Family, Work & Life Love & Life

How To Find A Professional Mentor

women-mentor-work-professionalNeed some help setting and achieving career goals? Don’t know how to handle a toxic co-worker? This is a job for… a professional mentor.

“You’re never too young or too old for a mentor.”

By: 

To write this post, I reached out to my mentor and asked how our relationship came about.

She made up this story about how I cornered her at the office, and forced her into a mentor/mentee relationship.

Sounds like me, but that’s not what happened.

It was a very organic process. I was a young professional in a corporate environment and she was a seasoned professional with more experience in the same setting. We shared a determination to succeed.




I experience challenges that she’s already faced, and that should be the case with your mentor.

Below are a few steps to help you find a mentor who will help you grow professionally.

 

Photo Source: Cuyana

Photo Source: Cuyana

How To Find A Mentor

1. Attend networking events focused on your interest.

You can find them on Meetup.com or Eventbrite.com.

2. Join a professional industry organization in your city.

For instance, if you are a marketer, sign up for the local chapter of the American Marketing Association and attend their regular meetings.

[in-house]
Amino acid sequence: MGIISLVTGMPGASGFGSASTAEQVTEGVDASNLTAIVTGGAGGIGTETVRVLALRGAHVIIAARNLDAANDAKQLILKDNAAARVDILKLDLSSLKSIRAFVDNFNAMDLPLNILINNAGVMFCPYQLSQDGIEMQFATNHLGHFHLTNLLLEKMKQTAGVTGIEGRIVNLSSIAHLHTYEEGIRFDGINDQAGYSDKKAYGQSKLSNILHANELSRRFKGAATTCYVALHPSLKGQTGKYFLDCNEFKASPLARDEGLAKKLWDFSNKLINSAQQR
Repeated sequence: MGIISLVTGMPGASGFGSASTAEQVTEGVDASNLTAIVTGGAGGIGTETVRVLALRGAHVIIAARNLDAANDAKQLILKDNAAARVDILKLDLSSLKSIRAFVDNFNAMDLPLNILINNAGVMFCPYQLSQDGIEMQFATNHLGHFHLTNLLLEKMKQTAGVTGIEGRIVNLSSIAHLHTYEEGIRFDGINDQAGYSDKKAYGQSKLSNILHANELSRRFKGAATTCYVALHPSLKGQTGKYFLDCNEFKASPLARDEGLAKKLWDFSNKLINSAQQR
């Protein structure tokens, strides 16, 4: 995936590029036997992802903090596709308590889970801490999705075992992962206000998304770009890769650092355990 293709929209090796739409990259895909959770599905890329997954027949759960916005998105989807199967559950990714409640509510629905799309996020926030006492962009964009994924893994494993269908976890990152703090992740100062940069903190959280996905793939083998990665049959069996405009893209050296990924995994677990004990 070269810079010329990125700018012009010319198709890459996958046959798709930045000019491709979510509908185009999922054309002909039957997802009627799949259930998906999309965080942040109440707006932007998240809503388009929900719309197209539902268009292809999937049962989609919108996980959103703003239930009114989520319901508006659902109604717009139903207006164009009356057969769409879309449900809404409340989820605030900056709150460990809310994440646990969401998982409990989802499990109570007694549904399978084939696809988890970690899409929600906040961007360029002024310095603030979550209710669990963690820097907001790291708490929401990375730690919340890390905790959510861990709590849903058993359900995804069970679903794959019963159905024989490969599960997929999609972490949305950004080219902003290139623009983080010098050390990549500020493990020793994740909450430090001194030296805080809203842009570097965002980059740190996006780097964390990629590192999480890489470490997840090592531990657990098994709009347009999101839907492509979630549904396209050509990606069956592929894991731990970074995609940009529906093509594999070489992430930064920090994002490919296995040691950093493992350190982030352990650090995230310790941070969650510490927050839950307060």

3. Look for a local mentor/mentee program in your city or at your office.

Need a financial mentor, too? Check out The Finance Bar.

4. If you’re a small business owner, consider signing up for SCORE, a free mentorship program provided by the Small Business Administration.

5. Equip yourself with business cards, even if you are unemployed.

Take the initiative and ask to exchange information with other professionals. My editors love Zazzle, because the card designs are elegant, affordable, and easy to customize.

6. Sign up with LinkedIn and fill out your profile completely.

Make connections with professionals you’ve met at networking events, past places of employment, and school.

7. In her book Lean In, Sheryl Sandberg suggests that you never explicitly ask someone to mentor you.

Rather, approach a professional whom you respect and admire and ask a specific, shrewd question whenever you need guidance. Overtime, a relationship will organically manifest.

8. Keep in touch with your mentor by sending articles that are related to his or her professional interests.

9. Whenever someone takes the time to speak with you, follow up with a thank you e-mail.




 

A few tips to remember…

1. Mentors choose you before you choose them.

2. Always take the initiative to maintain the relationship.

Send a thank you note, a holiday card, or even a Starbucks giftcard on her birthday.

3. Do your best to give as much as you take.

You might be able to offer more than you realize. Are you skilled with websites? Offer to revamp their website.

 




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